U.S. Renters Feel a Historic Cost Squeeze
December 16, 2015 • Posted in Market Conditions
With the Federal Reserve virtually guaranteed to raise interest rates today comes even more sobering news for hopeful homebuyers who have yet to act: The number of U.S. renters who are cost-burdened has reached an all-time high. And here in the Bay Area, about half of all renters struggle with costs, in line with the national average.
In a recent report, the Harvard Joint Center For Housing Studies examined nationwide housing trends and found that rental demand has soared over the past decade. By the middle of this year, there were 43 million renters in the U.S., up from 9 million in 2005, the largest 10-year gain on record.
According to the study, factors that have influenced the skyrocketing demand for rental units include the last housing bubble and its resulting number of foreclosures, as well as declining household incomes. Millennials have also been late to the homebuying party, partially because they are slower to marry and start families than preceding generations. In fact, the Pew Research Center notes that the number of young adults who are living with their parents was at its highest level in nearly 75 years in 2014.
With demand for rental stock rising, prices have followed suit. The study says that vacancy rates are at their lowest point since 1985 and that rents are increasing by 3.5 percent on an annual basis, the quickest pace in 30 years. Between 2001 and 2014, rents rose by 7 percent nationwide while household incomes dropped by 9 percent.
As a result, a record high number of U.S. renters — 21.3 million — were cost-burdened as of 2014, meaning that they spent more than 30 percent of their income on housing. Also at a record high is the number of households classified as severely cost-burdened: 11.4 million.
The study notes that although the percentage of struggling renters has dropped over the past few years, 49 percent are cost-burdened, including 26 percent with severe burdens. And while cost burdens are more problematic for low-income households, the study notes that they are an increasing issue for middle-income renters, too.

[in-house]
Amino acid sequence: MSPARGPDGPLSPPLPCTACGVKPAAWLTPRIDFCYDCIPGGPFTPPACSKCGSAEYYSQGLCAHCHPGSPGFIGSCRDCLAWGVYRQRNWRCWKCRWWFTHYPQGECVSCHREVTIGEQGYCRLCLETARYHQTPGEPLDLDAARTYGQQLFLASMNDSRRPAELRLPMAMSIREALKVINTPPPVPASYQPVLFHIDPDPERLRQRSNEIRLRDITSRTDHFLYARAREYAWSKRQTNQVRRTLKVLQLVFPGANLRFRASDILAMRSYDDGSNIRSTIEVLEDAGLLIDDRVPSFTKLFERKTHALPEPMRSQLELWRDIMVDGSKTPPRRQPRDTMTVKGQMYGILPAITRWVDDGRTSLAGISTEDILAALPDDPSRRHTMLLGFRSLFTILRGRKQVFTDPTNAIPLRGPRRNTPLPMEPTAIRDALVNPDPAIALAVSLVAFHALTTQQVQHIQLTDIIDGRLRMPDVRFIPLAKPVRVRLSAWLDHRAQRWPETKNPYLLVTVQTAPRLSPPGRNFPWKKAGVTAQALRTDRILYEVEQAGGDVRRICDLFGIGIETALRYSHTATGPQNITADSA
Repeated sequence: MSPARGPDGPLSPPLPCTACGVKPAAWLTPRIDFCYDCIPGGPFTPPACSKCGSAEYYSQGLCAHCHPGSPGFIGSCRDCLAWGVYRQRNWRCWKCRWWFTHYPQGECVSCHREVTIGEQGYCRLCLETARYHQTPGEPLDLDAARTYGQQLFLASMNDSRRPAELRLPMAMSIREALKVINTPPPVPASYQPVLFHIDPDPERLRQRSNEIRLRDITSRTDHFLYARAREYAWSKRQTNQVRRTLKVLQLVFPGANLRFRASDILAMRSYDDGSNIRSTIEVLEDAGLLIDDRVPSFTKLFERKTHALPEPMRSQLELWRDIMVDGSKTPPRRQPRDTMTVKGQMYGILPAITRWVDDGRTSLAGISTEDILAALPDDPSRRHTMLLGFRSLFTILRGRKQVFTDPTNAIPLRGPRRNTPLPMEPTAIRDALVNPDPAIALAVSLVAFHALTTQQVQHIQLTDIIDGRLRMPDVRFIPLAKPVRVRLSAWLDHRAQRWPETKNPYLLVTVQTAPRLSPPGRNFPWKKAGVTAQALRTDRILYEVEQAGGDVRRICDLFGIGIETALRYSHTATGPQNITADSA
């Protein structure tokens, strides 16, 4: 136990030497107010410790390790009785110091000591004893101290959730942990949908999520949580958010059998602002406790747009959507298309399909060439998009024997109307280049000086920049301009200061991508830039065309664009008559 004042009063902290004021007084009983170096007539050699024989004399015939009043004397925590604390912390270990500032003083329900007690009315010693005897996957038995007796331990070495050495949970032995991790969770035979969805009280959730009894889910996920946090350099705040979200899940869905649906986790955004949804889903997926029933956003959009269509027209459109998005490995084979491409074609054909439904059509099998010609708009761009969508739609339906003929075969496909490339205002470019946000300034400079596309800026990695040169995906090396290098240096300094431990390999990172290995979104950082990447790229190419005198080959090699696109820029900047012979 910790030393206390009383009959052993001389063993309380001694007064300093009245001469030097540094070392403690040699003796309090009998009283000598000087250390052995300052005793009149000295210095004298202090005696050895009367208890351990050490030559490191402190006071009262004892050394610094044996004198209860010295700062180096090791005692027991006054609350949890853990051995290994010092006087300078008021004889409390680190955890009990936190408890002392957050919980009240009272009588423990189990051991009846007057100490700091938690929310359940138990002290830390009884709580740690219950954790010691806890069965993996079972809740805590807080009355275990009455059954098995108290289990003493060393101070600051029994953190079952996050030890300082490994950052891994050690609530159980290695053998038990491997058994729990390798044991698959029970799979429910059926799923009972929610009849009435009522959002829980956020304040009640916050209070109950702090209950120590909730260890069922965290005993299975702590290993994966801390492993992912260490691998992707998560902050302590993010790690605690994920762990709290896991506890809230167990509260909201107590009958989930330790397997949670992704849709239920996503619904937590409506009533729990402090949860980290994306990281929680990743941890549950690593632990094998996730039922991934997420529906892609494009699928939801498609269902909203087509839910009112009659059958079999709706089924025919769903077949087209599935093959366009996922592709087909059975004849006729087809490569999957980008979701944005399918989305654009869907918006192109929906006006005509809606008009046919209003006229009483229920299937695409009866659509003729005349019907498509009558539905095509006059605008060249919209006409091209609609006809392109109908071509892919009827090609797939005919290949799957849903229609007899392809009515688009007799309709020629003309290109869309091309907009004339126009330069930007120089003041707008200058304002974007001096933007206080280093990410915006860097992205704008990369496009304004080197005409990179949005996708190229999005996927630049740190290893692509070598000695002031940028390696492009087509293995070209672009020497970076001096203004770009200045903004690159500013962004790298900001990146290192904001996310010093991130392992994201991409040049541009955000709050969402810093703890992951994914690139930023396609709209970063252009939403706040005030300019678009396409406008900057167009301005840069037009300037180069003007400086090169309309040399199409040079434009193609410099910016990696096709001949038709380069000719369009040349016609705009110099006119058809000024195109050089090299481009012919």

In the Bay Area’s more central metro areas, the cost-burden numbers look a lot like the national ones, according to an interactive map from HJCHS. In the San Francisco-Oakland-Hayward metro area, 48 percent of renters are cost-burdened, with 25 percent facing severe burdens. In the San Jose-Sunnyvale-Santa Clara metro area, 47 percent are cost-burdened, and 23 percent are severely cost-burdened.
Rental costs are even more of a hardship in the Wine Country, with 60 percent of Napa County renters categorized as cost-burdened and 28 percent severely burdened. In neighboring Sonoma County and the Santa Rosa metro area, 53.5 percent of tenants are burdened, including 31.5 percent severely.
So what can be done to ease the heavy weight that rests upon renters’ shoulders? In an editorial calling the current state of affairs a “housing crisis,” Realtor.com Chief Economist Jonathan Smoke urges leaders to devise a comprehensive, long-term plan to address the problem, noting that affordability issues can have serious implications on local economies, citing San Jose as a particular example.
“Wake up, local leaders,” Smoke writes. “Yes, you finally have experienced strong economic growth, but that growth is causing some of this problem. But more important, your future growth will be threatened if the workforce that enables the economic growth can no longer afford to live or even commute to your jobs.”